Laboratory Investigation 01/2013; 93(3). DOI:10.1038/labinvest.2012.172 · 3.68 Impact Factor
Available from: Joanna Fraczek
- "Too intense cell culture medium flow compromises metabolic functions of hepatocytes and induces significant morphological changes. Moreover, the viability of hepatocytes cultured under high shear conditions is usually lower than that of static controls (Park et al. 2007; Nakatsuka et al. 2006; Powers et al. 2002b; Tanaka et al. 2006). Therefore, it is important to adapt the culture medium flow rates in such a manner that an optimal balance between oxygen/nutrient supply and shear stress level is achieved. "
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ABSTRACT: Continuously increasing understanding of the molecular triggers responsible for the onset of diseases, paralleled by an equally dynamic evolution of chemical synthesis and screening methods, offers an abundance of pharmacological agents with a potential to become new successful drugs. However, before patients can benefit of newly developed pharmaceuticals, stringent safety filters need to be applied to weed out unfavourable drug candidates. Cost effectiveness and the need to identify compound liabilities, without exposing humans to unnecessary risks, has stimulated the shift of the safety studies to the earliest stages of drug discovery and development. In this regard, in vivo relevant organotypic in vitro models have high potential to revolutionize the preclinical safety testing. They can enable automation of the process, to match the requirements of high-throughput screening approaches, while satisfying ethical considerations. Cultures of primary hepatocytes became already an inherent part of the preclinical pharmaco-toxicological testing battery, yet their routine use, particularly for long-term assays, is limited by the progressive deterioration of liver-specific features. The availability of suitable hepatic and other organ-specific in vitro models is, however, of paramount importance in the light of changing European legal regulations in the field of chemical compounds of different origin, which gradually restrict the use of animal studies for safety assessment, as currently witnessed in cosmetic industry. Fortunately, research groups worldwide spare no effort to establish hepatic in vitro systems. In the present review, both classical and innovative methodologies to stabilize the in vivo-like hepatocyte phenotype in culture of primary hepatocytes are presented and discussed.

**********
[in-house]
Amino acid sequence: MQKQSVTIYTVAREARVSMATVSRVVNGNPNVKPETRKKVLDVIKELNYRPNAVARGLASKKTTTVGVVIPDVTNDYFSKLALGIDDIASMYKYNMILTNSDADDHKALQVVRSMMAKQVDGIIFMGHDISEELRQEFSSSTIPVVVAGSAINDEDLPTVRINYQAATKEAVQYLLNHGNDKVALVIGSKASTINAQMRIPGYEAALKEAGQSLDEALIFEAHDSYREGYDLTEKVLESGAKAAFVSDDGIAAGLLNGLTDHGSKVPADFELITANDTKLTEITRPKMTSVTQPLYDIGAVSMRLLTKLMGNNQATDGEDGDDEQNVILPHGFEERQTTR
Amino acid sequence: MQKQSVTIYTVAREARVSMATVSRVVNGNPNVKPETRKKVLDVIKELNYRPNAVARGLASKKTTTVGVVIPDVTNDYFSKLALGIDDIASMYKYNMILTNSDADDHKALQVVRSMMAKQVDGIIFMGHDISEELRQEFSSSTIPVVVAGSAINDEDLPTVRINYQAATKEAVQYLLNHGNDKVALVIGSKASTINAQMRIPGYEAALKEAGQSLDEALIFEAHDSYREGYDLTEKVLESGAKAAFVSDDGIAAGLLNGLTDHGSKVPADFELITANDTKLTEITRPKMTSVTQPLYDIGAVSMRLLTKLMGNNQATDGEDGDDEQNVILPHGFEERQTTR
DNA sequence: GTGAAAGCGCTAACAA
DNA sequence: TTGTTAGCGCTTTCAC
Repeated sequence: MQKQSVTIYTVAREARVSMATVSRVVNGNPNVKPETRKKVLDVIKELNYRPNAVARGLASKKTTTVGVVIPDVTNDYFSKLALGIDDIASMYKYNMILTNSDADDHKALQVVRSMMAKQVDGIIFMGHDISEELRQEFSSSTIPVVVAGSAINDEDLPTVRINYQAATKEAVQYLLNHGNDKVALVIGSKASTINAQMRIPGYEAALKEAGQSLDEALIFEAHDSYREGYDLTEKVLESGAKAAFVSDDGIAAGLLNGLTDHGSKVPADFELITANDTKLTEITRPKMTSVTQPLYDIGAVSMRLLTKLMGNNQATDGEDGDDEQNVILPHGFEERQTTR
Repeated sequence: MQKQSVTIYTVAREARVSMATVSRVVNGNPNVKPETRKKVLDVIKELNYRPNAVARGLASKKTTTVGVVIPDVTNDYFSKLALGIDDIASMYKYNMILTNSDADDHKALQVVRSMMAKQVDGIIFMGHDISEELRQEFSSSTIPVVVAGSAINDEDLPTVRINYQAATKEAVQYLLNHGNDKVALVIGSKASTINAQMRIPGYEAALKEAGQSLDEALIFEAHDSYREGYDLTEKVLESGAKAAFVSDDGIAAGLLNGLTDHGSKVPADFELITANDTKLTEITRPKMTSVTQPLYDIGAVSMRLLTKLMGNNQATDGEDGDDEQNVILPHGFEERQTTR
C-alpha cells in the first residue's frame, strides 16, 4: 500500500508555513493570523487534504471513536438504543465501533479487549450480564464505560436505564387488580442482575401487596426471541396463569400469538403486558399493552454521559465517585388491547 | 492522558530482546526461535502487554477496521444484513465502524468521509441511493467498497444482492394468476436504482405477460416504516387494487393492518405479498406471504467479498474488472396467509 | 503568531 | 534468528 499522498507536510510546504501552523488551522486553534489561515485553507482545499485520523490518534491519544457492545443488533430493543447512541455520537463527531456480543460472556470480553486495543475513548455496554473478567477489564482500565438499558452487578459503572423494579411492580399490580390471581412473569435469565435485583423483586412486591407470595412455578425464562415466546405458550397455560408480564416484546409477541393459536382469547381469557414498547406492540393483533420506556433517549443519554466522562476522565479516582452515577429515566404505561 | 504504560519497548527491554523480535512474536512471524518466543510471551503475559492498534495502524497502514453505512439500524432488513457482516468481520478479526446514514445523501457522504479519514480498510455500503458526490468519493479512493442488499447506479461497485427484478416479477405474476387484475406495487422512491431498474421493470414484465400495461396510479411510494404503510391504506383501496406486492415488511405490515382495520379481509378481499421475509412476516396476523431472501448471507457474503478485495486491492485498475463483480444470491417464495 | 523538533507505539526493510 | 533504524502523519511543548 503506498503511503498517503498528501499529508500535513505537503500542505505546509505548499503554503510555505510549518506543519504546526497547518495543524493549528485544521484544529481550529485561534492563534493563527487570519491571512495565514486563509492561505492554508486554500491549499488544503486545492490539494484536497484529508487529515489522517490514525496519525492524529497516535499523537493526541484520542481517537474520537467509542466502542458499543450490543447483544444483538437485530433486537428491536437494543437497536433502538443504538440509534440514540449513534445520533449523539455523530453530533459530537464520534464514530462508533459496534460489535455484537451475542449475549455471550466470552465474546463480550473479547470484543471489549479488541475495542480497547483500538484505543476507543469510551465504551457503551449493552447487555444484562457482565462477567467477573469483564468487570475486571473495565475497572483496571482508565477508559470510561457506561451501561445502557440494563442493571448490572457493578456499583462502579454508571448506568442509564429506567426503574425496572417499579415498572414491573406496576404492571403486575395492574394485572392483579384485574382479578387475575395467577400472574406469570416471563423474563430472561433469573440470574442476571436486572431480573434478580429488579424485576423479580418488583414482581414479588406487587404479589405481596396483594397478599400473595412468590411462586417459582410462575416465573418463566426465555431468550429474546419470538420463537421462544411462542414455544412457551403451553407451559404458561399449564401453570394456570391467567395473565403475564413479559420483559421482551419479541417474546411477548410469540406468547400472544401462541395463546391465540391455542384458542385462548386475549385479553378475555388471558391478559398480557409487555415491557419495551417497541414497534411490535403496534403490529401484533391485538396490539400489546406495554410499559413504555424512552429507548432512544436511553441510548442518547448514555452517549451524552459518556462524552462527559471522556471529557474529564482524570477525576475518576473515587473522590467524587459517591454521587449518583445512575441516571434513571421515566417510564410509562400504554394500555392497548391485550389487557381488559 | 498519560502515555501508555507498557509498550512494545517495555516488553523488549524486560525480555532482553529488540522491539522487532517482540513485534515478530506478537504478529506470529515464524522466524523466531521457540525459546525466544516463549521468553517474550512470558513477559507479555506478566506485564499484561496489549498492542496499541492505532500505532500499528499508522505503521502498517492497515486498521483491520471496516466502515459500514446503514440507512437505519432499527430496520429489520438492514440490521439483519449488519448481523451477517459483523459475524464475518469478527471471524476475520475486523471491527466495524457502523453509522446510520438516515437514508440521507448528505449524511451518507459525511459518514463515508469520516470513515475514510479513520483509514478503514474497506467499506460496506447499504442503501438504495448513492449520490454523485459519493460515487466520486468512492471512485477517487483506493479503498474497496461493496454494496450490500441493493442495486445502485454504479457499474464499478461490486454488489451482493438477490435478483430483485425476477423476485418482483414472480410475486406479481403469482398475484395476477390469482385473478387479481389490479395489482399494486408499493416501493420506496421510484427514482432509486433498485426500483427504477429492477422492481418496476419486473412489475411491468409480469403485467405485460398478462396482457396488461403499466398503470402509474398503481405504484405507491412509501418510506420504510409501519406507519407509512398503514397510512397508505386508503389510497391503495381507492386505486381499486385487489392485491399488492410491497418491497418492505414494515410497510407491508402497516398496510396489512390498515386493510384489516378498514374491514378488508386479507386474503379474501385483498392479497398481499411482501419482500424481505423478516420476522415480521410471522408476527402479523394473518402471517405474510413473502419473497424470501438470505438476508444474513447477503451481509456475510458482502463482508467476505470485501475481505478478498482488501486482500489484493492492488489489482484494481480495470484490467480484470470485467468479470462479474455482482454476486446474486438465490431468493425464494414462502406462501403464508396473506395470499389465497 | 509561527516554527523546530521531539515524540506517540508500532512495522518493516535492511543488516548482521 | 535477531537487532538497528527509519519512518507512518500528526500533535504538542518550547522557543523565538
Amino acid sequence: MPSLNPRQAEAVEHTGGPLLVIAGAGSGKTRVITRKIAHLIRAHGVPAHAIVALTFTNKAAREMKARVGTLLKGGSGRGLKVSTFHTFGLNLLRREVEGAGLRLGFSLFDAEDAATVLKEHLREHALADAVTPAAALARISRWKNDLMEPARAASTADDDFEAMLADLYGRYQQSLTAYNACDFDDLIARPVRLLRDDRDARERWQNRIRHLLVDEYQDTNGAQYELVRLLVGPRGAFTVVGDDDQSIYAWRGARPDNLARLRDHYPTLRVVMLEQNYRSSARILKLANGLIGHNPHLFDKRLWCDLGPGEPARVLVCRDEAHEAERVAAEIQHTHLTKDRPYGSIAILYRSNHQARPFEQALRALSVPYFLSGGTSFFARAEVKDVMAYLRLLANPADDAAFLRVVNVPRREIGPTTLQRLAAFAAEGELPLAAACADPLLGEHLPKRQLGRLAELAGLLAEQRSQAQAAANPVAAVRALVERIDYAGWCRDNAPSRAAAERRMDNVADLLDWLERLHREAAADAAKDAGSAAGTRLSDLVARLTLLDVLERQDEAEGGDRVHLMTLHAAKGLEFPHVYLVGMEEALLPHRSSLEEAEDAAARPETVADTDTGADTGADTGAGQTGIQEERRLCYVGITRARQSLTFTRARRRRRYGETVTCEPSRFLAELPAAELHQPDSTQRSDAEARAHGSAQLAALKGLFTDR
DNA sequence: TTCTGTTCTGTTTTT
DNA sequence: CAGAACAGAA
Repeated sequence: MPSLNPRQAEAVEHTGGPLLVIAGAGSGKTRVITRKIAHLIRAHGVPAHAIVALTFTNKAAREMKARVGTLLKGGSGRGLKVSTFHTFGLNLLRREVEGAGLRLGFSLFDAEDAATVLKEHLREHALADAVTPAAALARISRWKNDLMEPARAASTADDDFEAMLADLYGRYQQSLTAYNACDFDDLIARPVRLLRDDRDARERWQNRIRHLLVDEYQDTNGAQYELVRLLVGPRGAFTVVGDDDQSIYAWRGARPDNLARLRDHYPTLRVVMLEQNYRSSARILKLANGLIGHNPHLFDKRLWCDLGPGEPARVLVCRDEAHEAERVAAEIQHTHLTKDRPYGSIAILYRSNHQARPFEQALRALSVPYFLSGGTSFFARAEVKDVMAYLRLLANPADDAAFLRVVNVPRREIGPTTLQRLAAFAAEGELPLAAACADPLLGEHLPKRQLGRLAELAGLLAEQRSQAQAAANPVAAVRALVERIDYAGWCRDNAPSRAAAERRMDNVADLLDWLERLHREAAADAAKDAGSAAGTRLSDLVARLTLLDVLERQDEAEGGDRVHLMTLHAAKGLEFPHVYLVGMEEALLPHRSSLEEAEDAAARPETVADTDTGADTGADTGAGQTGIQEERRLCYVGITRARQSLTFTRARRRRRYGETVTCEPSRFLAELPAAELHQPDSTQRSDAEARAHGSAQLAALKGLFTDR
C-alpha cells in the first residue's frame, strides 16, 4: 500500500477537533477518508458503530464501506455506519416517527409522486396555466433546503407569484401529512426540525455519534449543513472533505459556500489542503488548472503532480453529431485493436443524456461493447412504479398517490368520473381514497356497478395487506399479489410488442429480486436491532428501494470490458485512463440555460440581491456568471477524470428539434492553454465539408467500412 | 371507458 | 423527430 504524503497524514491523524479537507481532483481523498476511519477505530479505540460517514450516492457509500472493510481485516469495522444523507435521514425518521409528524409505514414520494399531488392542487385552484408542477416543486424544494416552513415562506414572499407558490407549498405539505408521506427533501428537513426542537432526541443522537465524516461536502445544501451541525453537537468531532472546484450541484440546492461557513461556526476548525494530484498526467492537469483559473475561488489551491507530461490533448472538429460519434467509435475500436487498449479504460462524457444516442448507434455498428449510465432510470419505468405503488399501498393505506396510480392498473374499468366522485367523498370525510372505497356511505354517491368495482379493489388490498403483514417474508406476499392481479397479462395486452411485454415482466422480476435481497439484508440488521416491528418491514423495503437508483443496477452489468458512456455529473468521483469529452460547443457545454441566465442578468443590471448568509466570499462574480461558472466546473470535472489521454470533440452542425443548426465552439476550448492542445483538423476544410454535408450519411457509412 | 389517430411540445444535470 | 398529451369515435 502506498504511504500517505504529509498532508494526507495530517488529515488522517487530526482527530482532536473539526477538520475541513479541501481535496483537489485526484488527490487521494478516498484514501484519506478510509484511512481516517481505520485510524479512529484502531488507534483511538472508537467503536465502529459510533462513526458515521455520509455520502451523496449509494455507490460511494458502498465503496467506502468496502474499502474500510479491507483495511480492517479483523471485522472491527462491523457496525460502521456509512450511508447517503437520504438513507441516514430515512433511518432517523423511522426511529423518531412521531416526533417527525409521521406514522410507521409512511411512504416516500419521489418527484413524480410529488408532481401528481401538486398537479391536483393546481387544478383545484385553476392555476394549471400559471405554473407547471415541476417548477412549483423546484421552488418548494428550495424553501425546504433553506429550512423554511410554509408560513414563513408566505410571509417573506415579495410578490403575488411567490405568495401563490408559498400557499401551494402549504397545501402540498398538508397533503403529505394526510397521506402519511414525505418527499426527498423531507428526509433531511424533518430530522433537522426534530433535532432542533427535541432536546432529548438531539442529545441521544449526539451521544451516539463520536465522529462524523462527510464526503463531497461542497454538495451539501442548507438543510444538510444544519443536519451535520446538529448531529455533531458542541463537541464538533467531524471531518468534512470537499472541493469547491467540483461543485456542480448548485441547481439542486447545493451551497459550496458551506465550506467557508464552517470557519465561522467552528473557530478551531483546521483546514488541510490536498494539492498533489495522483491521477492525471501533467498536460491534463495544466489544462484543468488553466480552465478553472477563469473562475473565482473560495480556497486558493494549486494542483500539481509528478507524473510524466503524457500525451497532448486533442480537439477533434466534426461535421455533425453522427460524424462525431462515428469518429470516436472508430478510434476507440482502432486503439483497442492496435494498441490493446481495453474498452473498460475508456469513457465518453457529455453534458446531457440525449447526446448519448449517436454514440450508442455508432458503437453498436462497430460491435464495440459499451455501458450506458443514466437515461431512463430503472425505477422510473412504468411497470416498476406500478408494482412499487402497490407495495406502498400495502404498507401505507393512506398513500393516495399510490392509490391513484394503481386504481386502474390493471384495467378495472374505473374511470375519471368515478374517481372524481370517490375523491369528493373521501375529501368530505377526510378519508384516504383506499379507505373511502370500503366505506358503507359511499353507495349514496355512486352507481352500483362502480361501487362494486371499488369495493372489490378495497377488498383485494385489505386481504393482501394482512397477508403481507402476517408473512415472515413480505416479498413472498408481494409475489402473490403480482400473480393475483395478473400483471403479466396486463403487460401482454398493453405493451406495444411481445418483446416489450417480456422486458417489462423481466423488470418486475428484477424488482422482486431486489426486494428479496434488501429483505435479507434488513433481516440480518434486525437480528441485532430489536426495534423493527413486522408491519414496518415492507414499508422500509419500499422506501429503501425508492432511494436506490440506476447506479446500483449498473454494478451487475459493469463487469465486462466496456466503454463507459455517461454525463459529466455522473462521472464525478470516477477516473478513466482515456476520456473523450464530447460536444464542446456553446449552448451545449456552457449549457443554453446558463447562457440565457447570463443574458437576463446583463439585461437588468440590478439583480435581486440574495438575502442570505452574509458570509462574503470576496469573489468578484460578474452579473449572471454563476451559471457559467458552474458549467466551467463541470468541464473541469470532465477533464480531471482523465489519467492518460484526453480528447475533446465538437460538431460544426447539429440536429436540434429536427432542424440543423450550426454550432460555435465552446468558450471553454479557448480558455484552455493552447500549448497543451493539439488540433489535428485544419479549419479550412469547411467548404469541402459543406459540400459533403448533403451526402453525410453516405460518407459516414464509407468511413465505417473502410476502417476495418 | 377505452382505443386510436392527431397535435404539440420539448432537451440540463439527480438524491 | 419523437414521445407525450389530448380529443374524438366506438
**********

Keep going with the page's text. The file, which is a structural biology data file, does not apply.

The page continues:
Archives of Toxicology 12/2012; 87(4). DOI:10.1007/s00204-012-0983-3 · 5.98 Impact Factor
Available from: Daniele Mazzei
- "Several reports describe the effects of flow and shear stress on hepatocyte cultures (Mufti and Shuler, 1995; Nakatsuka et al., 2006; Powers et al., 2002b; Tanaka et al., 2006). Moreover, many investigators have shown that the viability of hepatocyte cultures under high shear is usually lower than that of static controls, indicating that the cells are under conditions of stress (Park et al., 2007). "
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ABSTRACT: A generic "system on a plate" modular multicompartmental bioreactor array which enables microwell protocols to be transferred directly to the bioreactor modules, without redesign of cell culture experiments or protocols is described. The modular bioreactors are simple to assemble and use and can be easily compared with standard controls since cell numbers and medium volumes are quite similar. Starting from fluid dynamic and mass transport considerations, a modular bioreactor chamber was first modeled and then fabricated using "milli-molding," a technique adapted from soft lithography. After confirming that the shear stress was extremely low in the system in the range of useful flow rates, the bioreactor chambers were tested using hepatocytes. The results show that the bioreactor chambers can increase or maintain cell viability and function when the flow rates are below 500 microL/min, corresponding to wall shear stresses of 10(-5) Pa or less at the cell culture surface.
Biotechnology and Bioengineering 05/2010; 106(1):127-37. DOI:10.1002/bit.22671 · 4.13 Impact Factor